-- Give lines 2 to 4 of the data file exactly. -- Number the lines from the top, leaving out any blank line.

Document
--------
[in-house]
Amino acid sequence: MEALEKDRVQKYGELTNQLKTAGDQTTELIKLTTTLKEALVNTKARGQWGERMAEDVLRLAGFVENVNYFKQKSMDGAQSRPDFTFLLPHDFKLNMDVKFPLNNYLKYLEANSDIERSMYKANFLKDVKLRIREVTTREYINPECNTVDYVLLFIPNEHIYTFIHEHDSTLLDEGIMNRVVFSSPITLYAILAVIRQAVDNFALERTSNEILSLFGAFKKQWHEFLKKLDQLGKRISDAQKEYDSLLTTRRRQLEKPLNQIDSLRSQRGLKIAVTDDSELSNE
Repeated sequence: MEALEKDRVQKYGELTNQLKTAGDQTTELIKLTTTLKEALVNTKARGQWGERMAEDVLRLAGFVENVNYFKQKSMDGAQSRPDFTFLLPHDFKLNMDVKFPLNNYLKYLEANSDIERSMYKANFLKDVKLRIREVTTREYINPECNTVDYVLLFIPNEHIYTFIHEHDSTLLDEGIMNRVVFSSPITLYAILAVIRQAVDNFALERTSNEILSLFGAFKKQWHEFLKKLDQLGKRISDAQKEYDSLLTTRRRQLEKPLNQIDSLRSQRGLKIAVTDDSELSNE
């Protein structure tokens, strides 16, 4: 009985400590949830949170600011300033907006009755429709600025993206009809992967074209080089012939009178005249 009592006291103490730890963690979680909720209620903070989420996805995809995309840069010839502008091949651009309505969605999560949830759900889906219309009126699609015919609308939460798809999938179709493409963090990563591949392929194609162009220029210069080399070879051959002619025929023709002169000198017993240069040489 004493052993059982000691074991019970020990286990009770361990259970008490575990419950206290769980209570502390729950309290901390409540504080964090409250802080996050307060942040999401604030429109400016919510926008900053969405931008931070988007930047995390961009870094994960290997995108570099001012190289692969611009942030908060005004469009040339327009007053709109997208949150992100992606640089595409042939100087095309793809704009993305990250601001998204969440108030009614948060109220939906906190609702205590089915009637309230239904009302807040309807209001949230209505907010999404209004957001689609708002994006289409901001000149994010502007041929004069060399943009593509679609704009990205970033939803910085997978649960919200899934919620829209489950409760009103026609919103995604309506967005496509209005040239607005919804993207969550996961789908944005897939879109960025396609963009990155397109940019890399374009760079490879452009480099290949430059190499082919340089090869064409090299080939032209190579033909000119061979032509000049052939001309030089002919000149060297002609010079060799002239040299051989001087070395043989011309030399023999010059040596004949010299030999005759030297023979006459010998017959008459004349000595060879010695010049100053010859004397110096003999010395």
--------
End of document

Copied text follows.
Amino acid sequence: MEALEKDRVQKYGELTNQLKTAGDQTTELIKLTTTLKEALVNTKARGQWGERMAEDVLRLAGFVENVNYFKQKSMDGAQSRPDFTFLLPHDFKLNMDVKFPLNNYLKYLEANSDIERSMYKANFLKDVKLRIREVTTREYINPECNTVDYVLLFIPNEHIYTFIHEHDSTLLDEGIMNRVVFSSPITLYAILAVIRQAVDNFALERTSNEILSLFGAFKKQWHEFLKKLDQLGKRISDAQKEYDSLLTTRRRQLEKPLNQIDSLRSQRGLKIAVTDDSELSNE
Repeated sequence: MEALEKDRVQKYGELTNQLKTAGDQTTELIKLTTTLKEALVNTKARGQWGERMAEDVLRLAGFVENVNYFKQKSMDGAQSRPDFTFLLPHDFKLNMDVKFPLNNYLKYLEANSDIERSMYKANFLKDVKLRIREVTTREYINPECNTVDYVLLFIPNEHIYTFIHEHDSTLLDEGIMNRVVFSSPITLYAILAVIRQAVDNFALERTSNEILSLFGAFKKQWHEFLKKLDQLGKRISDAQKEYDSLLTTRRRQLEKPLNQIDSLRSQRGLKIAVTDDSELSNE
């Protein structure tokens, strides 16, 4: 009985400590949830949170600011300033907006009755429709600025993206009809992967074209080089012939009178005249 009592006291103490730890963690979680909720209620903070989420996805995809995309840069010839502008091949651009309505969605999560949830759900889906219309009126699609015919609308939460798809999938179709493409963090990563591949392929194609162009220029210069080399070879051959002619025929023709002169000198017993240069040489 004493052993059982000691074991019970020990286990009770361990259970008490575990419950206290769980209570502390729950309290901390409540504080964090409250802080996050307060942040999401604030429109400016919510926008900053969405931008931070988007930047995390961009870094994960290997995108570099001012190289692969611009942030908060005004469009040339327009007053709109997208949150992100992606640089595409042939100087095309793809704009993305990250601001998204969440108030009614948060109220939906906190609702205590089915009637309230239904009302807040309807209001949230209505907010999404209004957001689609708002994006289409901001000149994010502007041929004069060399943009593509679609704009990205970033939803910085997978649960919200899934919620829209489950409760009103026609919103995604309506967005496509209005040239607005919804993207969550996961789908944005897939879109960025396609963009990155397109940019890399374009760079490879452009480099290949430059190499082919340089090869064409090299080939032209190579033909000119061979032509000049052939001309030089002919000149060297002609010079060799002239040299051989001087070395043989011309030399023999010059040596004949010299030999005759030297023979006459010998017959008459004349000595060879010695010049100053010859004397110096003999010395």